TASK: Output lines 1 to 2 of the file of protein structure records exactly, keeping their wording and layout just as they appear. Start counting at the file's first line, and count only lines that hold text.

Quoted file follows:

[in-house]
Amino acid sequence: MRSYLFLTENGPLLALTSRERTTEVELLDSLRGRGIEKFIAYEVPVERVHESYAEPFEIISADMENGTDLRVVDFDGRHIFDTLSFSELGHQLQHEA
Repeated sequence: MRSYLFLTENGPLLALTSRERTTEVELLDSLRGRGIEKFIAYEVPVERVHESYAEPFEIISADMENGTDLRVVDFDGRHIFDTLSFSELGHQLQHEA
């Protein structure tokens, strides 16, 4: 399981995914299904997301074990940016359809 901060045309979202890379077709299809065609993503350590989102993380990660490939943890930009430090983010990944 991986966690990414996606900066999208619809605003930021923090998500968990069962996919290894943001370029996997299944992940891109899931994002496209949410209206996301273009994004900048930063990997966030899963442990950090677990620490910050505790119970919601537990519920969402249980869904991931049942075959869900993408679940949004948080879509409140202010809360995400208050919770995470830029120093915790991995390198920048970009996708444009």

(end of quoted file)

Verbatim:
[in-house]
Amino acid sequence: MRSYLFLTENGPLLALTSRERTTEVELLDSLRGRGIEKFIAYEVPVERVHESYAEPFEIISADMENGTDLRVVDFDGRHIFDTLSFSELGHQLQHEA